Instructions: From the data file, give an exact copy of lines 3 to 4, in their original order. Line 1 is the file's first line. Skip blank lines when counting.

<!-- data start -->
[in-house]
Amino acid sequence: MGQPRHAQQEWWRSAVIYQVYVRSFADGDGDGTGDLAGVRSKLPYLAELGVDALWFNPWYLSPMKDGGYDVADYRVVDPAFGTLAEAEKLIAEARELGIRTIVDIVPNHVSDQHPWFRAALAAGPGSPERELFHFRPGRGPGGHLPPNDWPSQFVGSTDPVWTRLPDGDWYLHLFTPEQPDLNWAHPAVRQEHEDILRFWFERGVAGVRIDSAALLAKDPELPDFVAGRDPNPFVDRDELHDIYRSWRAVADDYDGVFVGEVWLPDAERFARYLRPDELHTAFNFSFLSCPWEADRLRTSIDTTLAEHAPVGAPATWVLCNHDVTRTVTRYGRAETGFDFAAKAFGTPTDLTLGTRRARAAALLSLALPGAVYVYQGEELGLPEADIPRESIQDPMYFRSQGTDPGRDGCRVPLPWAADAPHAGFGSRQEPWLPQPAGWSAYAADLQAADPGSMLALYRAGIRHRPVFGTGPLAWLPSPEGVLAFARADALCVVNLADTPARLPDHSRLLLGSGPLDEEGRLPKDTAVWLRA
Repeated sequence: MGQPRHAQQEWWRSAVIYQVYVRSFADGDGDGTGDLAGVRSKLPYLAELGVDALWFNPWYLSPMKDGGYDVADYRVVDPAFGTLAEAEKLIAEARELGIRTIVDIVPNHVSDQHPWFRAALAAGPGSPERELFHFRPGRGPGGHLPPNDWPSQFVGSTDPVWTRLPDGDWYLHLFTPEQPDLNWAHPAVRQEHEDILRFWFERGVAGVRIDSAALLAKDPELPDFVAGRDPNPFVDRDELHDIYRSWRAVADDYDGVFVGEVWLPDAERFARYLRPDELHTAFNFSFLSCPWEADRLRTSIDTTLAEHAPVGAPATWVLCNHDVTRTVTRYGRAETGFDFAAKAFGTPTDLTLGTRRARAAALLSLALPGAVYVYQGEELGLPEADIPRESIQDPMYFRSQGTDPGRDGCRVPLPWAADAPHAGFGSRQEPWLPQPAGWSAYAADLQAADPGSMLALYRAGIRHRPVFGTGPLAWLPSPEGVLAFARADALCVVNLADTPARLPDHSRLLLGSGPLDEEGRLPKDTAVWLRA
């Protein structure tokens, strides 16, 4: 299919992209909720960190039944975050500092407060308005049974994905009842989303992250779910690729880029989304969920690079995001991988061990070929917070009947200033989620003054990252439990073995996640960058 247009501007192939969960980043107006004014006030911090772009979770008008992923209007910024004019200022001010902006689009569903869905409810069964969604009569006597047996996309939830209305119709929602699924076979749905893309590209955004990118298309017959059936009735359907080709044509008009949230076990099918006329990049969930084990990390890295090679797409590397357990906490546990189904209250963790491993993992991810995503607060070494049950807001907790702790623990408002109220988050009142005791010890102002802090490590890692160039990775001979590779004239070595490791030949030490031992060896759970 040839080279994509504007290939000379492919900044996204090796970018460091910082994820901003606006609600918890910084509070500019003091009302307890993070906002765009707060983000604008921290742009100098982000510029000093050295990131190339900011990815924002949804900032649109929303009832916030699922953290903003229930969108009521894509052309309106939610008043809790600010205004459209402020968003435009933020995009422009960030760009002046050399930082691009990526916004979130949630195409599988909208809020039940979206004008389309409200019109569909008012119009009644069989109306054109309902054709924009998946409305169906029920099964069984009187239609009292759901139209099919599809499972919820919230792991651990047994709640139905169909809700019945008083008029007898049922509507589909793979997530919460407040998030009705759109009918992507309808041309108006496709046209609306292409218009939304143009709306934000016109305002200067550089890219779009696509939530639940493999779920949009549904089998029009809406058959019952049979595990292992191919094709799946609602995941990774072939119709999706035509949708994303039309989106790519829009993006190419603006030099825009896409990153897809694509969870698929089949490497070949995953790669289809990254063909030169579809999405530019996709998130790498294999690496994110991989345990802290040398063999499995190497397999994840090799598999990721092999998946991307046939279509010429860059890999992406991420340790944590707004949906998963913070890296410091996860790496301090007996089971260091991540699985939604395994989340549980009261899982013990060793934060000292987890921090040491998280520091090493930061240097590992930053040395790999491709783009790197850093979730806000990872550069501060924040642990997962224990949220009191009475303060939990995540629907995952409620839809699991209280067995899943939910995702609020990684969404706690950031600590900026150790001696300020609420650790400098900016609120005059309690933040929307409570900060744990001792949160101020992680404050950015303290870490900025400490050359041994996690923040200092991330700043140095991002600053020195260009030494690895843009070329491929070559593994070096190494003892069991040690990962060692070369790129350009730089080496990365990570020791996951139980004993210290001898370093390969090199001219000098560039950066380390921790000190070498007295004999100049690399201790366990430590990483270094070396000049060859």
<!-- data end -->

Repeated sequence: MGQPRHAQQEWWRSAVIYQVYVRSFADGDGDGTGDLAGVRSKLPYLAELGVDALWFNPWYLSPMKDGGYDVADYRVVDPAFGTLAEAEKLIAEARELGIRTIVDIVPNHVSDQHPWFRAALAAGPGSPERELFHFRPGRGPGGHLPPNDWPSQFVGSTDPVWTRLPDGDWYLHLFTPEQPDLNWAHPAVRQEHEDILRFWFERGVAGVRIDSAALLAKDPELPDFVAGRDPNPFVDRDELHDIYRSWRAVADDYDGVFVGEVWLPDAERFARYLRPDELHTAFNFSFLSCPWEADRLRTSIDTTLAEHAPVGAPATWVLCNHDVTRTVTRYGRAETGFDFAAKAFGTPTDLTLGTRRARAAALLSLALPGAVYVYQGEELGLPEADIPRESIQDPMYFRSQGTDPGRDGCRVPLPWAADAPHAGFGSRQEPWLPQPAGWSAYAADLQAADPGSMLALYRAGIRHRPVFGTGPLAWLPSPEGVLAFARADALCVVNLADTPARLPDHSRLLLGSGPLDEEGRLPKDTAVWLRA
């Protein structure tokens, strides 16, 4: 299919992209909720960190039944975050500092407060308005049974994905009842989303992250779910690729880029989304969920690079995001991988061990070929917070009947200033989620003054990252439990073995996640960058 247009501007192939969960980043107006004014006030911090772009979770008008992923209007910024004019200022001010902006689009569903869905409810069964969604009569006597047996996309939830209305119709929602699924076979749905893309590209955004990118298309017959059936009735359907080709044509008009949230076990099918006329990049969930084990990390890295090679797409590397357990906490546990189904209250963790491993993992991810995503607060070494049950807001907790702790623990408002109220988050009142005791010890102002802090490590890692160039990775001979590779004239070595490791030949030490031992060896759970 040839080279994509504007290939000379492919900044996204090796970018460091910082994820901003606006609600918890910084509070500019003091009302307890993070906002765009707060983000604008921290742009100098982000510029000093050295990131190339900011990815924002949804900032649109929303009832916030699922953290903003229930969108009521894509052309309106939610008043809790600010205004459209402020968003435009933020995009422009960030760009002046050399930082691009990526916004979130949630195409599988909208809020039940979206004008389309409200019109569909008012119009009644069989109306054109309902054709924009998946409305169906029920099964069984009187239609009292759901139209099919599809499972919820919230792991651990047994709640139905169909809700019945008083008029007898049922509507589909793979997530919460407040998030009705759109009918992507309808041309108006496709046209609306292409218009939304143009709306934000016109305002200067550089890219779009696509939530639940493999779920949009549904089998029009809406058959019952049979595990292992191919094709799946609602995941990774072939119709999706035509949708994303039309989106790519829009993006190419603006030099825009896409990153897809694509969870698929089949490497070949995953790669289809990254063909030169579809999405530019996709998130790498294999690496994110991989345990802290040398063999499995190497397999994840090799598999990721092999998946991307046939279509010429860059890999992406991420340790944590707004949906998963913070890296410091996860790496301090007996089971260091991540699985939604395994989340549980009261899982013990060793934060000292987890921090040491998280520091090493930061240097590992930053040395790999491709783009790197850093979730806000990872550069501060924040642990997962224990949220009191009475303060939990995540629907995952409620839809699991209280067995899943939910995702609020990684969404706690950031600590900026150790001696300020609420650790400098900016609120005059309690933040929307409570900060744990001792949160101020992680404050950015303290870490900025400490050359041994996690923040200092991330700043140095991002600053020195260009030494690895843009070329491929070559593994070096190494003892069991040690990962060692070369790129350009730089080496990365990570020791996951139980004993210290001898370093390969090199001219000098560039950066380390921790000190070498007295004999100049690399201790366990430590990483270094070396000049060859």